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#TWenty: The TomasinoWeb 2015 Year-Ender



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Photo credits (from left to right, top to bottom): TomasinoWeb (K-12 bus), Maria Denise Paglinawan/UJP-UST (Stop Lumad Killings), TomasinoWeb (Flooded UST Field), Manila Bulletin (Ronnie del Carmen), TomasinoWeb (Pope Francis), Karl Angelo Vidal/The Flame (ABSC President Jan Dominic Castro), GMA News Online (Krisel Mallari), TomasinoWeb (Paskuhan 3D video mapping), TomasinoWeb (Salinggawi Dance Troupe), Quacquarelli-Symonds, UJP-UST, Pacucoa, TomasinoWeb (Traffic jam), TomasinoWeb (Shake Drill), TomasinoWeb (Aktiboto), (White House rainbow lights), Pharmacy Student Council (Pharmacy Type B uniform), Palafox Architecture (Proposed UST Santa Rosa campus). Poster by Howard Humphrey Litan/TomasinoWeb

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Pardon the cliché, but 2015 has truly been a wild ride.

This year was almost as unpredictable and tumultuous as a ride on our country’s well-maintained, world class and probably overpriced metro rail system. It was as if the year happened like a bright and powerful, almost blinding, flash. Abrupt, annoying, but also warm.

Warm enough that this summer warranted an alternative uniform to keep students from melting into the pavement, and bright enough that the University managed to keep its flame burning as an academic institution as it garnered accolades from different groups in the academe.

But like flames, things can easily go out of control. 2015 was a rather heated year as it was shrouded with issues in and out of the University. This year, we had to deal with the forever-lost P50,000 ABSC fund, Krisel Mallari’s admission to the University, presidential shade over a “prized soccer field,” Lumad killings, and the US Supreme Court’s legalization of same sex marriage, among many other issues.

It was a tough year, and we hustled like how the Salinggawi Dance Troupe and the UST Growling Tigers did during their bids to reclaim the Cheerdance Competition and the UAAP Men’s Basketball championship crowns. We knew that we did our best, even if, like Salinggawi and the Tigers, we only bagged silvers.

On the flip side, we are all God’s children, as pointed out by Pope Francis’ visit to the country last January which left us with enough awe and inspiration to keep us running for the whole year.

And as the year draws to a close, it would be nice to remember all these things that happened—and more—in a list of the top 20 people, events, and issues which defined our 2015 as Thomasians, as Filipinos, and as inhabitants of this tiny blue dot in the universe.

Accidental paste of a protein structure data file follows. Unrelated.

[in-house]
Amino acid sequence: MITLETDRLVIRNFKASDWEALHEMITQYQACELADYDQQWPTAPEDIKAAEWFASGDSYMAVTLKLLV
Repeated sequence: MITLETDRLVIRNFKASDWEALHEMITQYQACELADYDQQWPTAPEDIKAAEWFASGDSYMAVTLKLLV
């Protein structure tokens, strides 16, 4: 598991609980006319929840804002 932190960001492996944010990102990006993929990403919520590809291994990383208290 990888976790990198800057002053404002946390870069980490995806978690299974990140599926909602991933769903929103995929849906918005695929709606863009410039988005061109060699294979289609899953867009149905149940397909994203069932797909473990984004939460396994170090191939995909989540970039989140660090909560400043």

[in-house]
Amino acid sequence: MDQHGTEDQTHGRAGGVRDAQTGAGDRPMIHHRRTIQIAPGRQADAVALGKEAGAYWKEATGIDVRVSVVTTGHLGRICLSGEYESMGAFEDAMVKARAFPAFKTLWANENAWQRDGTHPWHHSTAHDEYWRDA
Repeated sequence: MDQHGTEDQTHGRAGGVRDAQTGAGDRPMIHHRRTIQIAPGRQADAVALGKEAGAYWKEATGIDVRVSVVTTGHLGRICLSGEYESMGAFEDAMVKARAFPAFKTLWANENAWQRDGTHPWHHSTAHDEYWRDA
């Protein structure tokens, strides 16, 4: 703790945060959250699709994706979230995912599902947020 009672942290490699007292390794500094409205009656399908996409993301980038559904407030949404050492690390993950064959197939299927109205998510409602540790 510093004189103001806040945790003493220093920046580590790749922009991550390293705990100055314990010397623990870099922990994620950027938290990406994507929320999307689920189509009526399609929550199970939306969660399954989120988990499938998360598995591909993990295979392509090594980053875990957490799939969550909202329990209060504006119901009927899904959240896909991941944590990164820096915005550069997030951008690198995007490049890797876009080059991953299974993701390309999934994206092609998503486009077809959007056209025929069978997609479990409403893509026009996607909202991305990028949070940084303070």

Without further ado, here is #TWenty. -Xave Gregorio

[/vc_column_text][vc_separator][/vc_column][/vc_row][vc_row][vc_column width=”1/2″][vc_column_text css_animation=”appear”]Several “Type B” uniforms have been parading in campus ever since University administrators allowed faculties and colleges to have their own alternative uniforms.

The alternative uniforms were proposed as a relief from the heat for students who would be extending their stay in the University until the summer months due to the academic calendar shift.

Some students, however, were not in favor of the alternative uniform. They questioned if it’s actually necessary when students who took summer classes before the calendar shift did not need an alternative uniform. They also said that it would only add to their expenses.

Meanwhile, in controversy-laden AB, some students still have to resolve issues with their student council regarding the distribution and quality of their summer uniforms. Issues include delays even for senior students who have not yet received their summer uniforms even after the council released several memos.

Amid negative comments, many Thomasians still bought and wore their Type B uniforms whenever their faculties and colleges permitted it. -Cristina Miranda/TW[/vc_column_text][/vc_column][vc_column width=”1/2″][vc_empty_space height=”16px”][vc_single_image image=”17379″ img_size=”full” css_animation=”right-to-left” title=”20. Summer uniforms” css=”.vc_custom_1451539017865{margin-bottom: 6px !important;border-bottom-width: 0px !important;padding-bottom: 0px !important;}”][vc_column_text css_animation=”right-to-left” css=”.vc_custom_1451539061230{margin-top: 0px !important;border-top-width: 0px !important;padding-top: 0px !important;}”]

A Political Science student sporting the Type B uniform of the Faculty of Arts and Letters asks a question during a forum on the Bangsamoro Basic Law held last Oct. 10. Photo by Adrian Castillo/TomasinoWeb